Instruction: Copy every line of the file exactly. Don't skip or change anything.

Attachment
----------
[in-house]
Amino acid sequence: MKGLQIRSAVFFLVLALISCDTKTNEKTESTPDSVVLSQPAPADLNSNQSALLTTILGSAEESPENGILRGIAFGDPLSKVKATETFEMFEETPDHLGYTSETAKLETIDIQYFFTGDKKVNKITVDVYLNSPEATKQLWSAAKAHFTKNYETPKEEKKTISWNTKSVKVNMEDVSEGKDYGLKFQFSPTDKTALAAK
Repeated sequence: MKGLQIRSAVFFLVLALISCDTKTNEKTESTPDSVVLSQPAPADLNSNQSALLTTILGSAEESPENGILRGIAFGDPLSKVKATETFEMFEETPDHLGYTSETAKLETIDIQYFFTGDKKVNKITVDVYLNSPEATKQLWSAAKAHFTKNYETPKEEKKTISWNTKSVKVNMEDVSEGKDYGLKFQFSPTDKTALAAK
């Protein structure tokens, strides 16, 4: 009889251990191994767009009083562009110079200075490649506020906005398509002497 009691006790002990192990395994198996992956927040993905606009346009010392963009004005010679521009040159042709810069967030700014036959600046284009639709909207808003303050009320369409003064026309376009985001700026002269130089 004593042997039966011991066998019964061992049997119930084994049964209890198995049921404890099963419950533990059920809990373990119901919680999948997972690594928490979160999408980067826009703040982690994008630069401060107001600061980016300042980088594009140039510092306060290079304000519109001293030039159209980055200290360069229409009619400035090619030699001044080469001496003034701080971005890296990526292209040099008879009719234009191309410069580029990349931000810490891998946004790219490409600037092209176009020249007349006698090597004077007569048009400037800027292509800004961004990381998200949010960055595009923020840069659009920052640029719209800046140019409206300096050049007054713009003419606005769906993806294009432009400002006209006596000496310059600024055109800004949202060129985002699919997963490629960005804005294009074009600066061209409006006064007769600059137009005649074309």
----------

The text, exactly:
[in-house]
Amino acid sequence: MKGLQIRSAVFFLVLALISCDTKTNEKTESTPDSVVLSQPAPADLNSNQSALLTTILGSAEESPENGILRGIAFGDPLSKVKATETFEMFEETPDHLGYTSETAKLETIDIQYFFTGDKKVNKITVDVYLNSPEATKQLWSAAKAHFTKNYETPKEEKKTISWNTKSVKVNMEDVSEGKDYGLKFQFSPTDKTALAAK
Repeated sequence: MKGLQIRSAVFFLVLALISCDTKTNEKTESTPDSVVLSQPAPADLNSNQSALLTTILGSAEESPENGILRGIAFGDPLSKVKATETFEMFEETPDHLGYTSETAKLETIDIQYFFTGDKKVNKITVDVYLNSPEATKQLWSAAKAHFTKNYETPKEEKKTISWNTKSVKVNMEDVSEGKDYGLKFQFSPTDKTALAAK
């Protein structure tokens, strides 16, 4: 009889251990191994767009009083562009110079200075490649506020906005398509002497 009691006790002990192990395994198996992956927040993905606009346009010392963009004005010679521009040159042709810069967030700014036959600046284009639709909207808003303050009320369409003064026309376009985001700026002269130089 004593042997039966011991066998019964061992049997119930084994049964209890198995049921404890099963419950533990059920809990373990119901919680999948997972690594928490979160999408980067826009703040982690994008630069401060107001600061980016300042980088594009140039510092306060290079304000519109001293030039159209980055200290360069229409009619400035090619030699001044080469001496003034701080971005890296990526292209040099008879009719234009191309410069580029990349931000810490891998946004790219490409600037092209176009020249007349006698090597004077007569048009400037800027292509800004961004990381998200949010960055595009923020840069659009920052640029719209800046140019409206300096050049007054713009003419606005769906993806294009432009400002006209006596000496310059600024055109800004949202060129985002699919997963490629960005804005294009074009600066061209409006006064007769600059137009005649074309």